As President of Bread for the World from 1991-2020, David led people and churches across the country in successful advocacy with Congress. He testified before Congress over 20 times, authored 6 books, founded the Alliance to End Hunger, won the World Food Prize, and sat on an advisory council for President Obama and the Council on Foreign Relations, among other distinctions. He is a Lutheran pastor and an economist.

David is working in new ways to move us from the current crisis toward the end of hunger and poverty. He is now the Coordinator of the Circle of Protection, an advocacy coalition of church bodies and organizations that include 100 million people.

Hear David Beckmann’s thoughts on working for social justice in the federal context. This December 6 fundraiser will support UUSJ's work during the 118th Congress.  We deeply appreciate David's participation.

Vanessa Williamson, Ph.D.

Senior Fellow, Governance Studies Brookings Institute

State Of Our Democracy: 
Racial Oligarchy and Fiscal Conservatism, Ending the Anti-Tax Era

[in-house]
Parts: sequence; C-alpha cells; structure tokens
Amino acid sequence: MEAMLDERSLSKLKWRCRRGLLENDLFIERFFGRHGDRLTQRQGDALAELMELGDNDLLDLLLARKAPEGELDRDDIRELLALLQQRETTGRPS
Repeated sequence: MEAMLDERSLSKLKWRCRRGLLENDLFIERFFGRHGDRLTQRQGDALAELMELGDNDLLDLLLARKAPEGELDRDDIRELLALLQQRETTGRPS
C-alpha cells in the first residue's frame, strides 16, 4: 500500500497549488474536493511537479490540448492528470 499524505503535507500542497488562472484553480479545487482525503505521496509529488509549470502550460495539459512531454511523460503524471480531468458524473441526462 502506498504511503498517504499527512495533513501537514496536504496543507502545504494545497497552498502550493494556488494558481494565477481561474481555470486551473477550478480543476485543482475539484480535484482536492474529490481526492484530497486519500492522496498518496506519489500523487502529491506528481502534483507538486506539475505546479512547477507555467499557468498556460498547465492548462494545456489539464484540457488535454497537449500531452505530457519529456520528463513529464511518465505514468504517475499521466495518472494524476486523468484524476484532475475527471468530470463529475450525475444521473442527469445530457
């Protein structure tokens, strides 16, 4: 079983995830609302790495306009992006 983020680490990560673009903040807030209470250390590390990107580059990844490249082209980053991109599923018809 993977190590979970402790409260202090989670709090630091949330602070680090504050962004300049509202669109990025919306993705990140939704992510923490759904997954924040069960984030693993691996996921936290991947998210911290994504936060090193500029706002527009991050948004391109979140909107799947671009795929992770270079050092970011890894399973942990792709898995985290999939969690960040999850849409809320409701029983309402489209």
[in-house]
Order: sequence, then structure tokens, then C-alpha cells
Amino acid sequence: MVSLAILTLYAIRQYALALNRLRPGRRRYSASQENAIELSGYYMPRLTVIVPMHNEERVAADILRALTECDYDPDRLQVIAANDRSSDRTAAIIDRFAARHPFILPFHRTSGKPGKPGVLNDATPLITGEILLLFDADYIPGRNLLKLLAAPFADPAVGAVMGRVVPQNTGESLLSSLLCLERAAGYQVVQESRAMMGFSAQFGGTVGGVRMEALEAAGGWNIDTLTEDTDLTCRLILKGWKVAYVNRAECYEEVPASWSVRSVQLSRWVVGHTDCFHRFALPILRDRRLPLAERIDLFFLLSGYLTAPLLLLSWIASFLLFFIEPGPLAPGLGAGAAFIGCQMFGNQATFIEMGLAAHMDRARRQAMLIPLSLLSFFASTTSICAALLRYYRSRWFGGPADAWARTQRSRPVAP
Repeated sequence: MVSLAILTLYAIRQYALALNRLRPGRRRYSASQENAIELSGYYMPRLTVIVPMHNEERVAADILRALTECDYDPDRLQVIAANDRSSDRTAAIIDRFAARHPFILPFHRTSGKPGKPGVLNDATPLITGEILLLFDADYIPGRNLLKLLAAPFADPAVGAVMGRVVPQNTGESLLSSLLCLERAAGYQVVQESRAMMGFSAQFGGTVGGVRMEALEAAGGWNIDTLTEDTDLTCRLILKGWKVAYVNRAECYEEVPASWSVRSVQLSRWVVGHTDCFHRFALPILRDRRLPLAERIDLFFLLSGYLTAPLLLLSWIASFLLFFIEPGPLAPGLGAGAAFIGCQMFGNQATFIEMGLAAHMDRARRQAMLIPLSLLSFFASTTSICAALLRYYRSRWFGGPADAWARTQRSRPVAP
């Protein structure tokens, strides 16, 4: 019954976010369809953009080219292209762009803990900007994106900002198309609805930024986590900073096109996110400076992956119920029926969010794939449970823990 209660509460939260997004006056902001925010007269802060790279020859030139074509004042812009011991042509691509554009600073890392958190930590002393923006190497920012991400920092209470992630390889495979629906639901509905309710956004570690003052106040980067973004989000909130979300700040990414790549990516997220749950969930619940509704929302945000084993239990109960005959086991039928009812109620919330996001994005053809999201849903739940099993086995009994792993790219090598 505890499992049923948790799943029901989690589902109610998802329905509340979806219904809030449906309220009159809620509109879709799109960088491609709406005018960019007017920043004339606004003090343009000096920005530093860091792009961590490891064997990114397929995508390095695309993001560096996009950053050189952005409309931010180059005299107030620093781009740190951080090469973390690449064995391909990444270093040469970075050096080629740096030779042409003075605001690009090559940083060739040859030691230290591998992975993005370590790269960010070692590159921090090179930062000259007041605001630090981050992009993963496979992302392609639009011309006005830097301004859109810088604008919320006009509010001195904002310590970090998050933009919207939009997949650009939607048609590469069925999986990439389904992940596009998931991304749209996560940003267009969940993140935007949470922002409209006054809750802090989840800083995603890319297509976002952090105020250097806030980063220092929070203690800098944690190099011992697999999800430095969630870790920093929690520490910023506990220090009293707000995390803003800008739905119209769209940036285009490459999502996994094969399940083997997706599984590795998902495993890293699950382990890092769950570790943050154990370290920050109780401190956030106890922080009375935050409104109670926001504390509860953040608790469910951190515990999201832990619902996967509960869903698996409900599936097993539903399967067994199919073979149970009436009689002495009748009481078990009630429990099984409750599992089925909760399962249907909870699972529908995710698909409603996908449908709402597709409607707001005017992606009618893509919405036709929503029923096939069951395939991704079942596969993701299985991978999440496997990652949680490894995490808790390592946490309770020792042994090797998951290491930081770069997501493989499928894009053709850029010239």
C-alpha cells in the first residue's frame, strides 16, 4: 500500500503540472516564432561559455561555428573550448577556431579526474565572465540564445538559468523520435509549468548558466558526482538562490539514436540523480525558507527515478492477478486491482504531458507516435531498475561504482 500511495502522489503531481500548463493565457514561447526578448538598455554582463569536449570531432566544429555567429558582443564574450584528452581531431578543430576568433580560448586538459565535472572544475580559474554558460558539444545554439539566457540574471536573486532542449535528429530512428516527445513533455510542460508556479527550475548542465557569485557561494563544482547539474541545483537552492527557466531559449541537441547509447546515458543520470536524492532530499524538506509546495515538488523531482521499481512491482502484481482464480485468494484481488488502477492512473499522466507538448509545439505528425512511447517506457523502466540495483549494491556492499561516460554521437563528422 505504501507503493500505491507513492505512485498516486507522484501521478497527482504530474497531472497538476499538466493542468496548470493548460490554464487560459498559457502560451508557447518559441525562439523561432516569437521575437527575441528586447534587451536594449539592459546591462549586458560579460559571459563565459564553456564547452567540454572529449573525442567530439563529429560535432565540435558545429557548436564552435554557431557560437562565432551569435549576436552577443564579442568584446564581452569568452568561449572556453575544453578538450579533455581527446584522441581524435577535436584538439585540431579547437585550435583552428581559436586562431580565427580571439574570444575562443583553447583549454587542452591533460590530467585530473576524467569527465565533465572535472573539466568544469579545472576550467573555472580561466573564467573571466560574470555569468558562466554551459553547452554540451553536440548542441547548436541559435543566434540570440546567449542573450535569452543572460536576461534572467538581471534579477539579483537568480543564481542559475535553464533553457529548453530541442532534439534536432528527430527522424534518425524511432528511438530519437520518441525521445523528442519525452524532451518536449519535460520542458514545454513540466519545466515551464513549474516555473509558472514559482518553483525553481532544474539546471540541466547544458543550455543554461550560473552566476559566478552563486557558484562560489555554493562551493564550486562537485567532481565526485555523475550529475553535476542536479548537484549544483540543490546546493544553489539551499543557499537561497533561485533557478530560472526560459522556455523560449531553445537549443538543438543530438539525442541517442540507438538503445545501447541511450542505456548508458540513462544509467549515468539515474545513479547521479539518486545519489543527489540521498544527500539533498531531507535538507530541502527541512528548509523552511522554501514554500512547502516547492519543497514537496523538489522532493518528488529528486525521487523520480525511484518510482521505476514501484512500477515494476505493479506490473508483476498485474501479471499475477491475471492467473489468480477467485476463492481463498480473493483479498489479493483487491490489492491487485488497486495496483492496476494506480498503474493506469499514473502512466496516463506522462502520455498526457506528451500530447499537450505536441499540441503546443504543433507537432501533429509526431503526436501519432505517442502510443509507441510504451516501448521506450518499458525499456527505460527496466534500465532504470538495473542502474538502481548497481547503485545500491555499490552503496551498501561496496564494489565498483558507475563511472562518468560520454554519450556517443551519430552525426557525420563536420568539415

Tuesday, December 13 – Online Free Event
8:00pm ET ·  7:00pm CT ·  6:00pm MT ·  5:00pm PT
Register Here

The talk will highlight important links. How taxes demonstrate the legitimacy of democratic control of the economy. How this is what some political and economic actors cannot accept—and what dealing with our most complex problems requires. Also, how the cult of the “taxpayer” allows for racist attacks on that same democracy, on its progress towards more responsive governance.

Vanessa has written for Dissent, Washington Post, New York Times, the Atlantic, and Teen Vogue. She has appeared for NPR, CSPAN, CNN, and CNBC. Vanessa is the author of Read My Lips: Why Americans Are Proud to Pay Taxes and co-author of The Tea Party and the Remaking of Republican Conservatism

Dr. Williamson writes and speaks about school segregation, tax opinion, politics, democracy and organizing, taxpayer citizenship, philanthropy, austerity, and white supremacy. Her recent work focuses on the connections between the tax system and racial justice.

Vanessa is also a Unitarian Universalist!

New Congregational Partner In IL

UUSJ proudly welcomes UU Church of Bloomington-Normal, as a partner congregation. We celebrate and welcome them as new collaborators into our circle of members, friends, and supporters. We cherish the vital participation of all our Congregations.

UUBN has begun a mission and vision discernment, asking questions of why do we gather together and why do we matter. UUSJ is proud to be part of the answer, showing how UUs can shape a movement for federal engagement.